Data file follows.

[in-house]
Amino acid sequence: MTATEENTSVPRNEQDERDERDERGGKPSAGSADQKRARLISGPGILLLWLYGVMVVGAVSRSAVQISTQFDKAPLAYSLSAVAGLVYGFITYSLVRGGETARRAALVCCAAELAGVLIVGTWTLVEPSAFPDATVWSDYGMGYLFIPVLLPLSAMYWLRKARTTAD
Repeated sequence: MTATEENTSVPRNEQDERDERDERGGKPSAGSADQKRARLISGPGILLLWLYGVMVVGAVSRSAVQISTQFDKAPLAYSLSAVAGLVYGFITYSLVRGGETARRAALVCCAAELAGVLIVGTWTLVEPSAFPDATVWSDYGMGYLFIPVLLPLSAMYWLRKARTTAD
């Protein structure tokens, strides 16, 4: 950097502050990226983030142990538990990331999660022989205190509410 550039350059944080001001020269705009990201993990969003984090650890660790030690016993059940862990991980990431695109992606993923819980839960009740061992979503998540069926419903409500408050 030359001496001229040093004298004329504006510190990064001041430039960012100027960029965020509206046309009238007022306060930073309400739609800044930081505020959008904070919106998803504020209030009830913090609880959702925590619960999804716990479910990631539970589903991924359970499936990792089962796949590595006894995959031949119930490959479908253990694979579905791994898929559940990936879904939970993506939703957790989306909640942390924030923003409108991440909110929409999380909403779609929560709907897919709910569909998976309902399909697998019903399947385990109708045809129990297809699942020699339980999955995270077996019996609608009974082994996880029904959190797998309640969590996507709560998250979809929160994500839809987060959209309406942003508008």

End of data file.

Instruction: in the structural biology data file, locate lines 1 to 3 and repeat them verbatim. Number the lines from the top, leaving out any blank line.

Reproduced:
[in-house]
Amino acid sequence: MTATEENTSVPRNEQDERDERDERGGKPSAGSADQKRARLISGPGILLLWLYGVMVVGAVSRSAVQISTQFDKAPLAYSLSAVAGLVYGFITYSLVRGGETARRAALVCCAAELAGVLIVGTWTLVEPSAFPDATVWSDYGMGYLFIPVLLPLSAMYWLRKARTTAD
Repeated sequence: MTATEENTSVPRNEQDERDERDERGGKPSAGSADQKRARLISGPGILLLWLYGVMVVGAVSRSAVQISTQFDKAPLAYSLSAVAGLVYGFITYSLVRGGETARRAALVCCAAELAGVLIVGTWTLVEPSAFPDATVWSDYGMGYLFIPVLLPLSAMYWLRKARTTAD